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Tips and tricks to scale your business from the experts in eCommerce

Who Said Digital Marketing Was Simple?

Posted by Emilie Fritsch on Sep 3, 2014

Digital marketing. What does that even mean these days? The idea has grown increasingly fragmented, and defining it — or putting it all under one umbrella — is tough. In this guest post, Jordan Nowlin, Social Media & Blog Manager of ChannelAdvisor, goes into how proper leverage of digital marketing puts retailers on the road to success.

Every year, more channels and even more verticals are thrown into the mix. As a marketer, it can be overwhelming. As a marketer in the retail industry — well, hats off to you if your feet are still on the ground. Most retailers understand the importance of multichannel eCommerce. The real challenge lies in how to allocate your advertising budget for all the various and diverse channels.

social media ecommerce marketing free cheat sheetFrom the channel buffet, you’ve got paid search, display, comparison shopping, social and mobile, among others. Then you’ve got to determine where to advertise — Google, Bing, Yahoo, Pinterest, Shopzilla, Criteo? Next, pick an ad format. Will it be text ads, product listings, banners, video or remarketing? Oh, and don’t forget the keywords for each ad, as well as the amount you’re going to bid for each keyword! And that’s just the beginning. You have to continuously measure, analyze and adjust your ads and bids to weed out what’s working and what isn’t. Overwhelmed yet?

To help calm the chaos, focus on marketing approaches that will drive traffic back to your website. To determine which channels will funnel traffic effectively, you need to think like your consumers. It also helps to understand the difference between intentional demand and latent demand. You can think of these categories as the difference between a consumer who’s in the store actively shopping for a product (intentional demand) and one who’s “in the market” for a product (latent demand).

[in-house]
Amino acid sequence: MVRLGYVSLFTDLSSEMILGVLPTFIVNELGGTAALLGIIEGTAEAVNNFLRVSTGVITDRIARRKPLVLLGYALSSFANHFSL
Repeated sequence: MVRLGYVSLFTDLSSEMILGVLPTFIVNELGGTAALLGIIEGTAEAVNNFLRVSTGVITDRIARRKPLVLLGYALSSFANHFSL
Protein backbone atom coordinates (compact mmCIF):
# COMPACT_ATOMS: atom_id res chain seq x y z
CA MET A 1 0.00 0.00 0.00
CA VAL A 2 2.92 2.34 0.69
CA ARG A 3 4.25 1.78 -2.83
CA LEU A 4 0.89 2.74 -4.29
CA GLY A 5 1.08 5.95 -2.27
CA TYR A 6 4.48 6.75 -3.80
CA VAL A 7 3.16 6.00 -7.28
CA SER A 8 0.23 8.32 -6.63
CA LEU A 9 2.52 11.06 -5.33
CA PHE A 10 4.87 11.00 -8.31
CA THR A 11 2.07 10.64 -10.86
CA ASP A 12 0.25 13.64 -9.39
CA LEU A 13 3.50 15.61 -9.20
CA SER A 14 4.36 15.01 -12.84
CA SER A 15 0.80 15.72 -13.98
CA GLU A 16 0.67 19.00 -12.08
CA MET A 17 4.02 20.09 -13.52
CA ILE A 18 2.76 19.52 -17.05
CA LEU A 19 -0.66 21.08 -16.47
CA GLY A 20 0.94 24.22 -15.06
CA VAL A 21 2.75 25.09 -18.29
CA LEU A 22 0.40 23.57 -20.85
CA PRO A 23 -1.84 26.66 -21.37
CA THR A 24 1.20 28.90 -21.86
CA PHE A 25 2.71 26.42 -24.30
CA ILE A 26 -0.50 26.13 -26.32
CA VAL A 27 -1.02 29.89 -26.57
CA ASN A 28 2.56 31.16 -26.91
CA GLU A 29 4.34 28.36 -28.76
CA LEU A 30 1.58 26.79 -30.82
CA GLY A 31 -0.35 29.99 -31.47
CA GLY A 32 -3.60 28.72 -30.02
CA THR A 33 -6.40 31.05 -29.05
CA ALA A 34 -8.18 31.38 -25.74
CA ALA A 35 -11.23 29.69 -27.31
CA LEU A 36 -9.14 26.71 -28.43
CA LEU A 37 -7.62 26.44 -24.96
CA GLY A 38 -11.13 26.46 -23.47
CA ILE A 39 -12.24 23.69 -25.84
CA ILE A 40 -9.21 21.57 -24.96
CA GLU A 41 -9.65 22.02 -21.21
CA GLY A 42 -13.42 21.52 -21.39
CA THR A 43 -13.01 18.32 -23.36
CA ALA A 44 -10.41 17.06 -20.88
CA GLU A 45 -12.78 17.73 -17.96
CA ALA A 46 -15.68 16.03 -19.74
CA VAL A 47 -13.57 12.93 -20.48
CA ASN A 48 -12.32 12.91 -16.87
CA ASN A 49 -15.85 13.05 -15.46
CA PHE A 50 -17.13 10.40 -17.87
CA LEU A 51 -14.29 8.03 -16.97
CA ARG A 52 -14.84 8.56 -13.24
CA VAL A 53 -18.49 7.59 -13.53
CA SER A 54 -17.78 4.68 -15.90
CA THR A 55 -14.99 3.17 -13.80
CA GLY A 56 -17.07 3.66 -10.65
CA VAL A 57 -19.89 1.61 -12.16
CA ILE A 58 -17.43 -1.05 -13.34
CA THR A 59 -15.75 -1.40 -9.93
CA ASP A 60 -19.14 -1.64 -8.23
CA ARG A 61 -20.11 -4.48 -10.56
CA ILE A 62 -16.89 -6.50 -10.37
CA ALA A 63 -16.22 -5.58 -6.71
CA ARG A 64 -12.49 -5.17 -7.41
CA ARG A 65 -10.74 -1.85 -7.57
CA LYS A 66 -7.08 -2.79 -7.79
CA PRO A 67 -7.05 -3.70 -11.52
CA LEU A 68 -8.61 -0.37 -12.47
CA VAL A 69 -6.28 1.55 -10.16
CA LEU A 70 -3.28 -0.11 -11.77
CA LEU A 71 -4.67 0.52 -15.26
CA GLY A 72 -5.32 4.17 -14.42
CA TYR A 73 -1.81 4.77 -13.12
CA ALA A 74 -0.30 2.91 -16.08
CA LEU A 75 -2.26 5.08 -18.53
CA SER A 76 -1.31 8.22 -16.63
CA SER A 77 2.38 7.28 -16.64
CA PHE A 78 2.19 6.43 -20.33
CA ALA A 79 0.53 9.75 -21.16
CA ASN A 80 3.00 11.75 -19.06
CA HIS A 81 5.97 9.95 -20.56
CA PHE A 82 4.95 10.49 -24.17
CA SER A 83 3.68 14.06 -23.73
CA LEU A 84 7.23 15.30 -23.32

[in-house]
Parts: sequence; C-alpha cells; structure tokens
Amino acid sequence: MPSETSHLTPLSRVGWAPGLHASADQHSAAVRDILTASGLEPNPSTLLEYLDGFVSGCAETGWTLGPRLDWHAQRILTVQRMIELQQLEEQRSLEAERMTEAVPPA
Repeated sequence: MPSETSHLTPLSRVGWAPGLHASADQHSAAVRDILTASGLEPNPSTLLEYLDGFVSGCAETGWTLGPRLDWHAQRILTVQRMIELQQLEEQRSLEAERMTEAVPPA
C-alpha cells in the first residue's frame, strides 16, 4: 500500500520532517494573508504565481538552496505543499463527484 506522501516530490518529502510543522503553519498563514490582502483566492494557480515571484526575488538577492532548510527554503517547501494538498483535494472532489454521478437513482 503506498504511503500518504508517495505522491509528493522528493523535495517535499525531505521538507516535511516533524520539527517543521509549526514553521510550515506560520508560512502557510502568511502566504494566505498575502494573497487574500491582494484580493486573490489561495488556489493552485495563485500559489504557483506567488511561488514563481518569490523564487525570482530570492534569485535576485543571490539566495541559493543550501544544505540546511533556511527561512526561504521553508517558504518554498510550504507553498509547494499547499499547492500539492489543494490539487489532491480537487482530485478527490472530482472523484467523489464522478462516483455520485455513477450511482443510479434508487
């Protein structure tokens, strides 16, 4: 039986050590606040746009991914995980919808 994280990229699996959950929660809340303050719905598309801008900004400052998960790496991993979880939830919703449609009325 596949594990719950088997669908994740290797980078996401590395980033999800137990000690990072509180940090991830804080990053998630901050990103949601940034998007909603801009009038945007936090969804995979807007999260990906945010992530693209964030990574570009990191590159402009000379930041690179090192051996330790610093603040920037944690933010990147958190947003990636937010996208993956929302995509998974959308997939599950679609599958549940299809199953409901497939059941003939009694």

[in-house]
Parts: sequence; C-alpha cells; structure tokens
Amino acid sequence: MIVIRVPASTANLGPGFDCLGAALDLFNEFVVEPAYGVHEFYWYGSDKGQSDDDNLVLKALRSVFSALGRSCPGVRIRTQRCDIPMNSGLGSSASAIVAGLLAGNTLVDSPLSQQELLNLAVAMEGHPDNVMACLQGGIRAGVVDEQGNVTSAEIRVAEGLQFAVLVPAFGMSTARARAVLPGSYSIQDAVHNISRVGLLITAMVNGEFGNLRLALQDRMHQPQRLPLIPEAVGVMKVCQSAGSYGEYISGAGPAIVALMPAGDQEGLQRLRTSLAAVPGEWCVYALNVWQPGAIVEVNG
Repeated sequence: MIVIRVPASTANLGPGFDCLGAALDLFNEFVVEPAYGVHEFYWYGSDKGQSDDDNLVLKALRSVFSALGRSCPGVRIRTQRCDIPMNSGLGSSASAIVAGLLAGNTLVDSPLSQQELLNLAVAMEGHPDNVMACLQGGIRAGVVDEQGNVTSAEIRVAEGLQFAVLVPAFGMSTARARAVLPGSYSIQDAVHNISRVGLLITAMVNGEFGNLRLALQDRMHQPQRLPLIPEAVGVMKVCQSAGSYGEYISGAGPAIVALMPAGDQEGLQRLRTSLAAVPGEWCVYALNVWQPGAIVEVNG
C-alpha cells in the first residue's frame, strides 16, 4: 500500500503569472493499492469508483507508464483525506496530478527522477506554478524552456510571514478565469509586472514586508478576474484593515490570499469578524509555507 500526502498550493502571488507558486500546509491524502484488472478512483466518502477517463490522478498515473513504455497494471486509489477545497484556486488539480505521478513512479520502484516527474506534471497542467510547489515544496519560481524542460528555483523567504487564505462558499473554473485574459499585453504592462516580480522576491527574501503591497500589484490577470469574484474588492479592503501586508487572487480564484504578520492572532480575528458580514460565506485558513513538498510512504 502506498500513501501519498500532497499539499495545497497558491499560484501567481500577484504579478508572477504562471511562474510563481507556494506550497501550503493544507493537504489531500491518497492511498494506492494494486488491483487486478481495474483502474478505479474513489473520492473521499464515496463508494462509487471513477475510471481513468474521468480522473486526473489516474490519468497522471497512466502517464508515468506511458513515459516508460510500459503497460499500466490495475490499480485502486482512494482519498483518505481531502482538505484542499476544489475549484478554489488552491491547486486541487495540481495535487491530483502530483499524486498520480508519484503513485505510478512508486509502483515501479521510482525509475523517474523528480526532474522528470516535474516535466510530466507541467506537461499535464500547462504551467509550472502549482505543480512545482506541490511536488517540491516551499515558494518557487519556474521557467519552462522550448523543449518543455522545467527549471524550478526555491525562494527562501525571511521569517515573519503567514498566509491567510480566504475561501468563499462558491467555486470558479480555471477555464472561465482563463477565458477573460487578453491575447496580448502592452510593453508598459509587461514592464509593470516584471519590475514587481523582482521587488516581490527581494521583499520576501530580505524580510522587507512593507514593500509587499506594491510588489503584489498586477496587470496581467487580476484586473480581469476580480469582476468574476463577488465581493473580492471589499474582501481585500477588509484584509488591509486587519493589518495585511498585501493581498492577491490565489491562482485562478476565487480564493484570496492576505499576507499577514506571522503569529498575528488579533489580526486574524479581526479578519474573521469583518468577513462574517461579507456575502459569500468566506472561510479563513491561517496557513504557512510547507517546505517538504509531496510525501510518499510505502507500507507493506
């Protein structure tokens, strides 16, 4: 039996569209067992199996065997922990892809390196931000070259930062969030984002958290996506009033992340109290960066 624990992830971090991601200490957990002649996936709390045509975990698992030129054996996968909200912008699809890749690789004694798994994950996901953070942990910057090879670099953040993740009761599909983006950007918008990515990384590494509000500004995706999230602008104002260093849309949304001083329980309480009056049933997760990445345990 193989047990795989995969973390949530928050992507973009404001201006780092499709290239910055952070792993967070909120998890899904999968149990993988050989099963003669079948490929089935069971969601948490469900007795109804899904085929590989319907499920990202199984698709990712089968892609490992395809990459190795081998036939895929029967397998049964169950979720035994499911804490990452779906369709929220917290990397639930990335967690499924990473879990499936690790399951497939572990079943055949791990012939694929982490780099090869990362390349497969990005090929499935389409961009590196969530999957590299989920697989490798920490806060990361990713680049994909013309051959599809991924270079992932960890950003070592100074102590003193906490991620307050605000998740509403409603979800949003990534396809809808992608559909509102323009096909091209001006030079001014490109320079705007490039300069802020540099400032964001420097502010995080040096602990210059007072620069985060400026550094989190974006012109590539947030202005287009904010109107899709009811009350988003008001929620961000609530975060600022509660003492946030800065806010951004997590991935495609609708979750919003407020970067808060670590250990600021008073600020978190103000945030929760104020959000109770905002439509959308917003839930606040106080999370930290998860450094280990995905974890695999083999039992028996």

Intentional channels of demand meet the consumer who is explicitly searching for a product.

  • Paid Search Ads appear on a search engine results page (SERP) and are based on bids that correspond to shoppers' search queries. These ads target consumers who are actively looking for something you’re selling. You can experiment with different keywords and phrases — from broad terms to highly targeted, “long tail” keywords.
  • Product Ads include richer product information, such as an image and price, without bulky text. Product ads are an effective way to reach customers who have a clear idea of what they’re looking for and are actively searching for it.
  • Comparison Shopping Engines (CSEs) are the best places to reach consumers who are actively comparing product prices before making a purchase. Many CSEs also pay to have their listings show up on the SERP through text ads, which can provide a bonus slice of online real estate.

Latent channels of demand reach consumers who have shown some previous interest in a product or type of product but aren’t actively searching at the moment.

  • Retargeting is a cookie-based tracking technology that anonymously follows you all over the web. A possible scenario: A consumer clicked through to your site, and you’re trying to regain their attention. You could use targeted ad copy such as “Come back!” or “You left something in your cart!” to point them in your direction.
  • Display Ads are advertisements for your company on other websites. These can help keep your brand visible and alive in consumers’ minds while they’re between purchases.
  • Affiliate Advertising targets consumers with interests related to what you sell. These consumers like to browse and might just need a gentle nudge to step back into the shopping cycle.
  • Social Media is an inexpensive and effective way to start a conversation with people generally interested in what you sell. Not only can you promote sale prices and special events, but you can keep directly in touch with your customers. You can also use social media to monitor conversation trends, such as products of interest or common complaints.

logo_channeladvisorEach business differs — different industries, different products, different goals. The fragmented digital landscape offers an abundance of advertising options, leading to limitless combinations. If you’re serious about ramping up your digital ad efforts (and you should be), it’s worth looking into an eCommerce platform like ChannelAdvisor to help you experiment with the various digital marketing options and find the perfect advertising blend for your business.

First things first, though — educate yourself. This eBook, Channel Mix: Finding the Perfect Blend of Advertising Strategies, will walk you through the many layers of digital marketing. You need to be aware of how each channel operates and the advertising options you have for each. And after some experimentation, you’ll be on your way to discovering the right combination for selling more products and making sense of a complicated landscape.Optimize Your Supply Chain with SkuVault WMS. Request a demo.

Topics: channel management, eCommerce, Guest Posts, Marketing